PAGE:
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Developing Valuable Skills in the Middle East with USACE

Transatlantic Middle East District
Published June 17, 2021
Major Derek Sentinella, a project manager with the U.S. Army Corps of Engineers Transatlantic Middle East District inspects new concrete over a road connection for four lines connecting to a 20 megawatt substation on Camp Arifjan in Kuwait

Major Derek Sentinella, a project manager with the U.S. Army Corps of Engineers Transatlantic Middle East District inspects new concrete over a road connection for four lines connecting to a 20 megawatt substation on Camp Arifjan in Kuwait

Major Grant Wanamaker reaffirms his oath of office after being promoted to Major on the new $49.6 million steel and concrete pier at Naval Support Activity Bahrain. Wanamker helped oversee the construction of the pier while working as a project manager for the U.S. Army Corps of Engineers Transatlantic Middle East District.

Major Grant Wanamaker reaffirms his oath of office after being promoted to Major on the new $49.6 million steel and concrete pier at Naval Support Activity Bahrain. Wanamker helped oversee the construction of the pier while working as a project manager for the U.S. Army Corps of Engineers Transatlantic Middle East District.

Major Grant Wanamaker and his wife Emma host members of the U.S. Army Corps of Engineers Transatlantic Middle East District's Bahrain Residence Office for a traditional Thanksgiving dinner in their home in Bahrain November 2019.

Major Grant Wanamaker and his wife Emma host members of the U.S. Army Corps of Engineers Transatlantic Middle East District's Bahrain Residence Office for a traditional Thanksgiving dinner in their home in Bahrain November 2019.

Engineers in the U.S. Army’s Engineer Regiment typically work either for the U.S. Army Corps of Engineers or in operational assignments, in the U.S. and around the world.

The operational side of the regiment has traditionally been considered more exciting for Army officers because that’s the part that “applies combat power to seize, retain, and exploit the operational initiative to gain and maintain a position of relative advantage.” In other words, they do Army stuff.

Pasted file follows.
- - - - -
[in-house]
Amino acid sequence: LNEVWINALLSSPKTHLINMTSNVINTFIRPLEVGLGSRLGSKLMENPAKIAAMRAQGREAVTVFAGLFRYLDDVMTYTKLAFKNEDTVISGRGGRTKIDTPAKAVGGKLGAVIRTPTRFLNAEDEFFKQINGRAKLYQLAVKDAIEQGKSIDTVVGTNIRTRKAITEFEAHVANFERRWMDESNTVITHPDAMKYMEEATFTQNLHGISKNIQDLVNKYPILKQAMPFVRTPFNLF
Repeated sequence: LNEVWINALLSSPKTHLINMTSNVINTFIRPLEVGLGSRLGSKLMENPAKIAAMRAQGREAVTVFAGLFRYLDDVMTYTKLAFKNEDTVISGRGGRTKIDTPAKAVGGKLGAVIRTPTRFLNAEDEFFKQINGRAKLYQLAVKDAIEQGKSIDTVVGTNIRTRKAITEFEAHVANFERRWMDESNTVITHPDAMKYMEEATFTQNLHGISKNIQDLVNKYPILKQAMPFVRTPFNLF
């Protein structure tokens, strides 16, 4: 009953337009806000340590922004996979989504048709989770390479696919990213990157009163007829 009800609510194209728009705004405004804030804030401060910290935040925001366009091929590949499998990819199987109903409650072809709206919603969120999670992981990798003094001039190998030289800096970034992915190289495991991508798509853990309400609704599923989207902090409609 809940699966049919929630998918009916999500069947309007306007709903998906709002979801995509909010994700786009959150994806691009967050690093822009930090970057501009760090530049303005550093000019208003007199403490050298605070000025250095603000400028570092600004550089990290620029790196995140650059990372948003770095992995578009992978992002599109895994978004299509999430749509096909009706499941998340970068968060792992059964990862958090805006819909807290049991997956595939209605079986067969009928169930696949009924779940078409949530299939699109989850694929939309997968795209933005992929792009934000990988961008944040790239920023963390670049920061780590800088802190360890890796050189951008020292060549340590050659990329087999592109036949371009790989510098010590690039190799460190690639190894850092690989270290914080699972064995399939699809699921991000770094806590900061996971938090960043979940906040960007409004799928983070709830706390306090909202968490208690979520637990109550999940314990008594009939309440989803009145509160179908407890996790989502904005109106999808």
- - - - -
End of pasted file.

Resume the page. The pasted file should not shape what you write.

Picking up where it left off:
USACE on the other hand, manages natural resources, maintains waterways and builds infrastructure.

Both sides are equally important, but engineer officers, many of whom joined the Army to “play in the dirt,” often prefer the operational side of the house. But as two officers assigned to USACE’s Transatlantic Middle East District (TAM) recently learned, a tour with the Corps can provide a whole lot of excitement and ultimately a whole new level of experience.

Majors Derek Sentinella and Grant Wanamaker didn’t know what to expect when they were assigned to TAM. Both officers were used to looking at the Middle East as a deployment and were pleasantly surprised to find an entirely different experience.

“Seeing Kuwait as a country and not as a deployment stepping stone really changed my perspective of the Middle East entirely,” said Sentinella. “I went in with full combat equipment load, but after being outside the base, I realized the only threats were the traffic and the high heat. I really enjoyed the food, shopping off base, the people and the culture.”

Wanamaker, who was assigned to Bahrain and was able to bring his wife with him, shared a similar perspective.

“Living on the economy in a foreign country, especially being some distance from the base, with my wife was unique. We met expats from all around the world and had a very rich experience. We realized quickly that a lot of our differences were superficial and we could engage in some great cultural exchanges with the foreign nationals,” he said.  “Going to the highly developed country of Bahrain was eye-opening. The level of appreciation they have for the US and what we do there was great to see. Also, if you told Cadet Wanamaker in his senior year of ROTC that he would be working on building a pier in the Middle East on a US Navy, base he would have said you have no idea how the Army works. And yet, here we are.”

Colonel Philip Secrist, TAM’s commander, echoed their sentiments and said it was important officers coming to his district understand that it could be a very desirable assignment.